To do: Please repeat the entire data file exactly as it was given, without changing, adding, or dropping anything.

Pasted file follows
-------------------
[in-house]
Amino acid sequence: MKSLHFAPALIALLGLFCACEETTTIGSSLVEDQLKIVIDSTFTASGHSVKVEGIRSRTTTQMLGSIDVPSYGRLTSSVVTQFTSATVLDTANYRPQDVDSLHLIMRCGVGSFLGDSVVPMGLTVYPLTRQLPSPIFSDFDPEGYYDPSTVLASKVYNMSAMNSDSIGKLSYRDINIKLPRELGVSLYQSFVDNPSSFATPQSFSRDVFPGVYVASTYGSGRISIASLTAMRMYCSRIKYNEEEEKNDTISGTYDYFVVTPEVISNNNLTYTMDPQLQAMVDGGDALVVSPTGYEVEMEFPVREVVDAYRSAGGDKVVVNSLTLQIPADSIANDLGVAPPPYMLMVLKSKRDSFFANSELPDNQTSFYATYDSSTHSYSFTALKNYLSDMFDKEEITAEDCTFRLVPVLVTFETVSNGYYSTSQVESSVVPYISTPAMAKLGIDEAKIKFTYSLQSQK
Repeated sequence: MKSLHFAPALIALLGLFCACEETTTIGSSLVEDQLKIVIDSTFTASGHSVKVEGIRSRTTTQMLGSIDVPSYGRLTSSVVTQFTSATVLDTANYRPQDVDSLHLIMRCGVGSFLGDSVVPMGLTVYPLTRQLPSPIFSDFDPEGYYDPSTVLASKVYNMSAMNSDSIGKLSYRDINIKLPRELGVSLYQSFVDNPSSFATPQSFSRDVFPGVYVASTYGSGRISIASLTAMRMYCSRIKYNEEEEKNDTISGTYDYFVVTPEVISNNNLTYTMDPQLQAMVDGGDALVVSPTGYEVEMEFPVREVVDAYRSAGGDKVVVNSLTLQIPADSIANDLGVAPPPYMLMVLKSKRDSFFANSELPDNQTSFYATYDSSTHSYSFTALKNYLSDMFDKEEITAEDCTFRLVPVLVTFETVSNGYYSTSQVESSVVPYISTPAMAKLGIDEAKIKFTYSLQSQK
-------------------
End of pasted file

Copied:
[in-house]
Amino acid sequence: MKSLHFAPALIALLGLFCACEETTTIGSSLVEDQLKIVIDSTFTASGHSVKVEGIRSRTTTQMLGSIDVPSYGRLTSSVVTQFTSATVLDTANYRPQDVDSLHLIMRCGVGSFLGDSVVPMGLTVYPLTRQLPSPIFSDFDPEGYYDPSTVLASKVYNMSAMNSDSIGKLSYRDINIKLPRELGVSLYQSFVDNPSSFATPQSFSRDVFPGVYVASTYGSGRISIASLTAMRMYCSRIKYNEEEEKNDTISGTYDYFVVTPEVISNNNLTYTMDPQLQAMVDGGDALVVSPTGYEVEMEFPVREVVDAYRSAGGDKVVVNSLTLQIPADSIANDLGVAPPPYMLMVLKSKRDSFFANSELPDNQTSFYATYDSSTHSYSFTALKNYLSDMFDKEEITAEDCTFRLVPVLVTFETVSNGYYSTSQVESSVVPYISTPAMAKLGIDEAKIKFTYSLQSQK
Repeated sequence: MKSLHFAPALIALLGLFCACEETTTIGSSLVEDQLKIVIDSTFTASGHSVKVEGIRSRTTTQMLGSIDVPSYGRLTSSVVTQFTSATVLDTANYRPQDVDSLHLIMRCGVGSFLGDSVVPMGLTVYPLTRQLPSPIFSDFDPEGYYDPSTVLASKVYNMSAMNSDSIGKLSYRDINIKLPRELGVSLYQSFVDNPSSFATPQSFSRDVFPGVYVASTYGSGRISIASLTAMRMYCSRIKYNEEEEKNDTISGTYDYFVVTPEVISNNNLTYTMDPQLQAMVDGGDALVVSPTGYEVEMEFPVREVVDAYRSAGGDKVVVNSLTLQIPADSIANDLGVAPPPYMLMVLKSKRDSFFANSELPDNQTSFYATYDSSTHSYSFTALKNYLSDMFDKEEITAEDCTFRLVPVLVTFETVSNGYYSTSQVESSVVPYISTPAMAKLGIDEAKIKFTYSLQSQK